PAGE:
While the Left Bank refers to all of Paris south of the River Seine, for this trawl through its luxury property prospects we’ll stay close to the water, in the fashionable 5th, 6th and 7th arrondissements.

The 5th, officially dubbed Panthéon but colloquially and simply as cinquième by locals, is home to the city’s Latin Quarter dominated by prestigious centres of learning since the 12th century, when the Sorbonne University was established. (Latin, the lingo, was widely spoken in and around the university.)

Cash-strapped Hemingway and George Orwell both lived by their wits in the 5th in the 1920s, respectively on Rue du Cardinale Lemoine and Rue du Pot-de-Fer. Today cinquième is cherished for its vibrant student atmosphere and contemplative cafe culture, and is also home to the world- famous and always-chocker Shakespeare and Company bookshop. The district’s stately Panthéon building holds the remains of such notables as Voltaire and Marie Curie.

Christie’s International Real Estate has a clutch of luxurious cinquième properties on its books, including an eight-bedroom mansion with commanding views of Notre-Dame cathedral – which rises majestically from an island in the nearby Seine – for €12.9 million (S$20.8 million).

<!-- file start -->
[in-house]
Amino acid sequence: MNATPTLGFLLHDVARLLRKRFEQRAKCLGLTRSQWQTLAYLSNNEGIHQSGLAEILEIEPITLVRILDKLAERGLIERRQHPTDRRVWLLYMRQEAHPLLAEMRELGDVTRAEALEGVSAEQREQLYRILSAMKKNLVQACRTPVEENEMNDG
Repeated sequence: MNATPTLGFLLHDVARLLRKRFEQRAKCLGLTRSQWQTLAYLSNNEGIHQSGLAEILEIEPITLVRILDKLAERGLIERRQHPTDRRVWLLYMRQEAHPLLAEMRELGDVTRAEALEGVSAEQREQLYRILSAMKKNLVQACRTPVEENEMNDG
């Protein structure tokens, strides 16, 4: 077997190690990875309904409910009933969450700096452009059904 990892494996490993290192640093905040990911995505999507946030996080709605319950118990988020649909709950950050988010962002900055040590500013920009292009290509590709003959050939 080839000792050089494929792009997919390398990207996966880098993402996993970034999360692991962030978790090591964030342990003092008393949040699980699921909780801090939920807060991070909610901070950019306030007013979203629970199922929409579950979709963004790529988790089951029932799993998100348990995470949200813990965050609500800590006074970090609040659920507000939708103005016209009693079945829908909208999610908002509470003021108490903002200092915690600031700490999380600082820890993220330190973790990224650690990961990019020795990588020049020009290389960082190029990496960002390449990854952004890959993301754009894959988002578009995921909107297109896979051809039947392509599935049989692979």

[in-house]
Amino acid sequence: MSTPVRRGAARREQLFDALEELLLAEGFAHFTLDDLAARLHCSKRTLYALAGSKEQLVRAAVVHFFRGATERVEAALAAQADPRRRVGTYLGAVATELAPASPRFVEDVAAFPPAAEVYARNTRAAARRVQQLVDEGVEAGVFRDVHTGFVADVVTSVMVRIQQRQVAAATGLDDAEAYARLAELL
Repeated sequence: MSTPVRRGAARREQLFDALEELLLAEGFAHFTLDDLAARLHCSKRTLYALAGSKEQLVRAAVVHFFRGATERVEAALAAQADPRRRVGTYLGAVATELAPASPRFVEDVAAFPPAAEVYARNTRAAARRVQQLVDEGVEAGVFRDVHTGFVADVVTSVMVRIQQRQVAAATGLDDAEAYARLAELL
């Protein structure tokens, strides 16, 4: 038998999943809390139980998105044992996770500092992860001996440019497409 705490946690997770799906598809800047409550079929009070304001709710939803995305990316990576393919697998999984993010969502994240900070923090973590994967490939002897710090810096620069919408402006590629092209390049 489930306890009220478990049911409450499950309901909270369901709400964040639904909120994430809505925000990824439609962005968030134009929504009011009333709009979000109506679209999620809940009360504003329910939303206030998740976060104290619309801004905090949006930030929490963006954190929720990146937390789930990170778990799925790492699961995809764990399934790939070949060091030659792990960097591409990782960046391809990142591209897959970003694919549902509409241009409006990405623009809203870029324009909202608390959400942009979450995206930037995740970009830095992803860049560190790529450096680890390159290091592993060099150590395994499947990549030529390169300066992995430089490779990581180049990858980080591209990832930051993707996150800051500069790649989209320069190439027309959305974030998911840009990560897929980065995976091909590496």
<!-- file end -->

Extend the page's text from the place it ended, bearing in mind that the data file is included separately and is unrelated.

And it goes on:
A 19th-century mansion in the 7th – yours for a mere €45 million.

This exceptional mansion covers four floors and 6,900 sq ft of renovated living space combining contemporary style and comfort (the entire 17th-century property is now air-conditioned) with lashings of period charm. The mansion’s lift eases access to the upper floor that features a large living-cum-reception room with a cathedral ceiling, a fully equipped kitchen and dining room, and a second living room with library and mezzanine study opening on to a leafy terrace.

The ground floor comprises other living and reception rooms, as well as a staff apartment. Seven further bedrooms are on the middle floors, while a vaulted basement boasts a swimming pool cut directly into the bedrock, a fitness room, a sauna and a wine cellar.

Significantly more affordable from Savills – and an intelligent investment should you have a young family member planning to do an Emily or study at the Sorbonne – is a charming, newly built two-bedroom townhouse in the heart of the Jussieu neighbourhood for €840,000. Comfortably furnished and ready to move in, the house has a spacious entrance on the ground floor connected by a solid wooden staircase to the first level, which benefits from a large, bright living room, an open kitchen, bathroom with shower, bedroom/study on the mezzanine and a comfortable master bedroom.

Abutting the 5th arrondissement to the west is the chic sixième (officially called Luxembourg), which encompasses the historic districts surrounding Luxembourg Palace and its ornate gardens, and the sixth- century Benedictine Abbey of Saint-Germain-des-Prés. Sixième bustles with art galleries and high-end boutiques, and consequently is one of the most fashionable arrondissements.